Host discovery with ICMP

Attack tree

1 Try to send some ICMP packets (AND)
2 Ping sweep


  • The easiest and fastest way to discover if a host is up or not is by trying to send some ICMP packets.

  • Send an echo request using a simple ping or fping (for ranges).

  • If pinging a single host works, try a ping-sweep: Send out ICMP echo requests to every system on a particular network or subset of a network to determine which hosts are up.

  • ICMP error messages can be used to mask the source of a Distributed Denial of Service attack, and with such attacks being common, ICMP error rate limiting is often applied. To avoid filters to common ICMP echo request-response, use nmap to send other types of ICMP packets. If scans still take incredibly long, try discovering hosts with a SYN scan or UDP scan instead.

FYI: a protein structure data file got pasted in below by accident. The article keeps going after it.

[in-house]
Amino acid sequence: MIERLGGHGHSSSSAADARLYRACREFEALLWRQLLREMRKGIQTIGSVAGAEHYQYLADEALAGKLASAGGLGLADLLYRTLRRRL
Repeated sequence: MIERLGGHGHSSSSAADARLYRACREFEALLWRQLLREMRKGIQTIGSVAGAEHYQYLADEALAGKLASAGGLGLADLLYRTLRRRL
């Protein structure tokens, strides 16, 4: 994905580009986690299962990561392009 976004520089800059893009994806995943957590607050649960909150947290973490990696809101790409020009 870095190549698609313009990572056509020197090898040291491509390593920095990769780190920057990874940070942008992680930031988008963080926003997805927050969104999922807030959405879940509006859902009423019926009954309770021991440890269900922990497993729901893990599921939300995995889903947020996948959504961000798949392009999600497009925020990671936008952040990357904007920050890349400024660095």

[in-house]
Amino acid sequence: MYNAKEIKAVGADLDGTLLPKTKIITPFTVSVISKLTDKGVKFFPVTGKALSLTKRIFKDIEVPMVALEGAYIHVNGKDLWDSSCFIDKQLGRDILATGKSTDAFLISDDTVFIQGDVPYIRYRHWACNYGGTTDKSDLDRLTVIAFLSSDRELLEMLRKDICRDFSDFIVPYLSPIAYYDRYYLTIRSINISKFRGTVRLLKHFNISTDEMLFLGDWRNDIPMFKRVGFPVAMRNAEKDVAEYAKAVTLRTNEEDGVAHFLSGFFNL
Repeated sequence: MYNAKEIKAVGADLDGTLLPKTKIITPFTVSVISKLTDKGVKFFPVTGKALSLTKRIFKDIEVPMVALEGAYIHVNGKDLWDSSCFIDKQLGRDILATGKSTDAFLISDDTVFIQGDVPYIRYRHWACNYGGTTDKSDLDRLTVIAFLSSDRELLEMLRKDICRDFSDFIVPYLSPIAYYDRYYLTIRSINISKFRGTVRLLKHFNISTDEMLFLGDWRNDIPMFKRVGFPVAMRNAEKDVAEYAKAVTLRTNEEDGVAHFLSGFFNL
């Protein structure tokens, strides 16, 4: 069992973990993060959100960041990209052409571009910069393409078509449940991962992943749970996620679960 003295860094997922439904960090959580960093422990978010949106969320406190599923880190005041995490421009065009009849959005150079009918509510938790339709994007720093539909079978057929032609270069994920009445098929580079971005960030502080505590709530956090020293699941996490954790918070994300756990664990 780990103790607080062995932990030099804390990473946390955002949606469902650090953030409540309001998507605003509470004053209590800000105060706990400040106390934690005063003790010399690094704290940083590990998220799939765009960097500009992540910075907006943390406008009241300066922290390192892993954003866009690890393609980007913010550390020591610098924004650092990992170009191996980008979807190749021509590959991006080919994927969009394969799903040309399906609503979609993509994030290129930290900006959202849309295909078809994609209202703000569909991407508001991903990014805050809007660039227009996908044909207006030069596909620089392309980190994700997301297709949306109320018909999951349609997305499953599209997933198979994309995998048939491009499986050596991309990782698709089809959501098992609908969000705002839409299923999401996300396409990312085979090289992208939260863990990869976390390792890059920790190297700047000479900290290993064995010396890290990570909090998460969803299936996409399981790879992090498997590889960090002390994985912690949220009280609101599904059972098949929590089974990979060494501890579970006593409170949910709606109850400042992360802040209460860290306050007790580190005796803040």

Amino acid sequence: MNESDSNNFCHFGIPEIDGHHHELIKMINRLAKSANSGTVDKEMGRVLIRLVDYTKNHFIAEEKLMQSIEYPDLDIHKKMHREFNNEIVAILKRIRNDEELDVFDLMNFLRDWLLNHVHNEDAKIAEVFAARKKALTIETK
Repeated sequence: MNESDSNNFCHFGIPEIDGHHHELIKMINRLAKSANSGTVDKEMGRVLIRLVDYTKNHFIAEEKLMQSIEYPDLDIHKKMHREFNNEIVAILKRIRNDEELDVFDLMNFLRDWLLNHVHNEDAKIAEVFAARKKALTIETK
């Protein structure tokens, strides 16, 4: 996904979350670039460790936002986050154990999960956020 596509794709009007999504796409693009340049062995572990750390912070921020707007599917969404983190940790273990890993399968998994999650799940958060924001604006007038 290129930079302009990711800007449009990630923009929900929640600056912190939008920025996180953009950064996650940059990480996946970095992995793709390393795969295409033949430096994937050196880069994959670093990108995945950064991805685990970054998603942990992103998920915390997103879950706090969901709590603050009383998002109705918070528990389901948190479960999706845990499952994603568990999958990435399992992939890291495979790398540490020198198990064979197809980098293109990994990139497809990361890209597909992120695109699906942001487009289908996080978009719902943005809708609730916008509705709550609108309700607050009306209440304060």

Send a single echo request

# ping -c 1

Send echo requests to ranges:

# fping -g

Using nmap, send echo, timestamp requests and subnet mask requests:

# nmap -PEPM -sP -n